.All Trips / Europe / France

Saint Chapelle: A Kaleidoscope of Colors

02 Saint Chapelle

Not nearly as large, well-known or frequently visited as its big sister only a few blocks away (Notre-Dame Basilica), Sainte-Chapelle was hands down my favorite church in Paris.

Sainte-Chapelle (sant-shah-pel) is a truly magnificent site, in my opinion one of the best attractions in Paris.  Situated in Palace of Justice complex (under high security because it adjoins the French Supreme Court) on historic Ile de la Cite’, the island that birthed Paris, the Gothic Church was built by pious King Louis IX in the 13th century. The king had purchased priceless relics of the Passion (including the crown of thorns and a fragment of the cross) from the Byzantine emperor, and wanted an appropriate place to display these relics, so he commissioned the construction of Sainte-Chapelle.   King Louix IX is the only French king who is now considered a Saint.

Sainte-Chapelle was built in a remarkably short period of time and under the supervision of just one architect, from 1242-1248, so there’s a balance to it that you don’t find in many churches.  The upper chapel was built for King Louis and the Royal Family, who could walk to it from their palace (which no longer exists).  The upper chapel was where the Passion relics were once displayed.  A separate lower chapel (lower level) was dedicated to Mary mother of Jesus, and was where non-royals worshiped.

The photos in this blog were taken in the upper chapel of Sainte-Chapelle which we visited to enjoy an evening concert.  We arrived around an hour before dusk, which was a magnificent time to enjoy the sunlight bring life to the west-facing windows.  I’ve never seen a church anywhere that had more magnificent stained glass windows.  In fact, it seemed that the purpose of the church was to display its stained glass — to bring light into the sanctuary through those long colorful windows.  There are 600 sq meters (6456 sq ft) of colored glass installed as 15 panels in Sainte-Chapelle, over two-thirds of which is original and dating to the 1200s.  The colors mostly used are red and blue, and the entire bible story is illustrated here on over 1100 different scenes, from creation to the judgement (note: the rose window dates to the 15th century and features scenes from the judgement).   The sculptures in this chapel are of the 12 Apostles, each on one column.  The Passion relics which survived the French Revolution are now stored in the treasury of the Notre-Dame Cathedral and the crown of thorns is only displayed on Good Friday.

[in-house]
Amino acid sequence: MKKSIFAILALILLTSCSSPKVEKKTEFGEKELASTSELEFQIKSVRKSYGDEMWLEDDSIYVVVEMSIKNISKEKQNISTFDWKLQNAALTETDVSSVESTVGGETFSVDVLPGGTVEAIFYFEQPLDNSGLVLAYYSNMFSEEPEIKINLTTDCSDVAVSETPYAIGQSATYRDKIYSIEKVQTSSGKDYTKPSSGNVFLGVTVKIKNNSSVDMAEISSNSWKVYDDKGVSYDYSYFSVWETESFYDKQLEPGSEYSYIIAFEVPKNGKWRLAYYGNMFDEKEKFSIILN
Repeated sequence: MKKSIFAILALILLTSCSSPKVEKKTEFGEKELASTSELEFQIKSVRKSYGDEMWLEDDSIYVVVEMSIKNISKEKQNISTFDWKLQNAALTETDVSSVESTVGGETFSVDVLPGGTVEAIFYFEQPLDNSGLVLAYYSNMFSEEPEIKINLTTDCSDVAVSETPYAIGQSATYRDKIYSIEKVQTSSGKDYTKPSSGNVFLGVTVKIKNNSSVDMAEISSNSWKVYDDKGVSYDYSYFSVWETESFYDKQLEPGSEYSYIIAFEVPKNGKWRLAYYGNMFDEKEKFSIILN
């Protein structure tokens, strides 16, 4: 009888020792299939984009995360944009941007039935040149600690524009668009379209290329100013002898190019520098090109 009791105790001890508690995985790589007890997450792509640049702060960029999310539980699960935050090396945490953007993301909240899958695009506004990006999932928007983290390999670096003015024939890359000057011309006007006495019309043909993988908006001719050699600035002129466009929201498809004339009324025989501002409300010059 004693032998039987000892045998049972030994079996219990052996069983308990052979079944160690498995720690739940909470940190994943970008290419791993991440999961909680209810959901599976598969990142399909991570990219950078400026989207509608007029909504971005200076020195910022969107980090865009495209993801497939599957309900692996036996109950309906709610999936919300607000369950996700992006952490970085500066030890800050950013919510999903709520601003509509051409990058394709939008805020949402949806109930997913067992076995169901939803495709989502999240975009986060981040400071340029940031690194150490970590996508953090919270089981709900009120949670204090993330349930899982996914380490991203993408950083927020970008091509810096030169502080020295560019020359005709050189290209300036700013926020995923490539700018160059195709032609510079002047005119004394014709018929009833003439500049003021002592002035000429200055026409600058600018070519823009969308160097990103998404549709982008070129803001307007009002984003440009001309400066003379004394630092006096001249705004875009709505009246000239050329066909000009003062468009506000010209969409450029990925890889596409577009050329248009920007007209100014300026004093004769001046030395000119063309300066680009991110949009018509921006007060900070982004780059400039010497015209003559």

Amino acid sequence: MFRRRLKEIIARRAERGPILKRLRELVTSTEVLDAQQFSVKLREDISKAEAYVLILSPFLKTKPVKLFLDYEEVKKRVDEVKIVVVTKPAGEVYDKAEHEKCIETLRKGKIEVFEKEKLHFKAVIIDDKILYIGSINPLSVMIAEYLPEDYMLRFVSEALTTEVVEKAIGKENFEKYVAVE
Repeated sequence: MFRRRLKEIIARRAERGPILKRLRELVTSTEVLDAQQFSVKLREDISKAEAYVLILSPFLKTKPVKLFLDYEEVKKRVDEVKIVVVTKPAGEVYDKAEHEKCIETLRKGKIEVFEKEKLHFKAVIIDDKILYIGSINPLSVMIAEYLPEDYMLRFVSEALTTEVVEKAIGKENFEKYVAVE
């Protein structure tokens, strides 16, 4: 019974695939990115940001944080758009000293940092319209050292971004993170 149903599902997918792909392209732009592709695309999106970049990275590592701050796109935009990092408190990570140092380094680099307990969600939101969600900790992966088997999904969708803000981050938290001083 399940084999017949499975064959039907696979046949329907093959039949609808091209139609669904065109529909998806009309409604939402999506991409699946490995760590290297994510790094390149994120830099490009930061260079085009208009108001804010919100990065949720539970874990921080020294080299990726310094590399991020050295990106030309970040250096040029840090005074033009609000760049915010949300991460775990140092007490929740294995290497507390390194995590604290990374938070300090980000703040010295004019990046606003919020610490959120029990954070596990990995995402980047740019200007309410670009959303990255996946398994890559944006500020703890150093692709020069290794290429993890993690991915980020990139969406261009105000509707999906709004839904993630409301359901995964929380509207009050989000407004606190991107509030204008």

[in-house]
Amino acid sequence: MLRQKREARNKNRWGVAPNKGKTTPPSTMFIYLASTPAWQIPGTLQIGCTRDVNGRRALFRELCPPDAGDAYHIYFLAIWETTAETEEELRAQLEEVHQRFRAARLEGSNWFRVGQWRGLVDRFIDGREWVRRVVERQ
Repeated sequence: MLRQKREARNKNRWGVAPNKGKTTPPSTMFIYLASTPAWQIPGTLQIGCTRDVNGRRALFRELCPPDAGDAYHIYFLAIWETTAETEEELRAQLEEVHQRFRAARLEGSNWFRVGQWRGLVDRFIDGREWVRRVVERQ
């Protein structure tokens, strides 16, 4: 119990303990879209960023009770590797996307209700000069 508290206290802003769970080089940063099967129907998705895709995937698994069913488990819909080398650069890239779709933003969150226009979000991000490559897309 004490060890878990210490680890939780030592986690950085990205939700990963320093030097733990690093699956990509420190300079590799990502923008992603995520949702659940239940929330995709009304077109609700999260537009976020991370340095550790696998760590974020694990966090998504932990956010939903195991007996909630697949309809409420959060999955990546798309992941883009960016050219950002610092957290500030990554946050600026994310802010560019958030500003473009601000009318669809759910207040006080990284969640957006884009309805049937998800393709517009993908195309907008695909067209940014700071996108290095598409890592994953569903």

During the French Revolution, the chapel suffered significant damage including theft of its furnishings and choir wall, and the expensive display case holding the crown of thorns.  The church’s spire was knocked over and holy relics were scattered, but fortunately the statues were saved, as was the stained glass. The windows were removed in WWII in anticipation of bombing, likely saving many of them from damage.

We spent a glorious hour and a half in the chapel, most of it enjoying wonderful music, especially that of a great violin maestro.  A few clips of this are attached.

 

 

And some photos of glorious Sainte-Chapelle!

 

Tagged , ,

Comments are closed.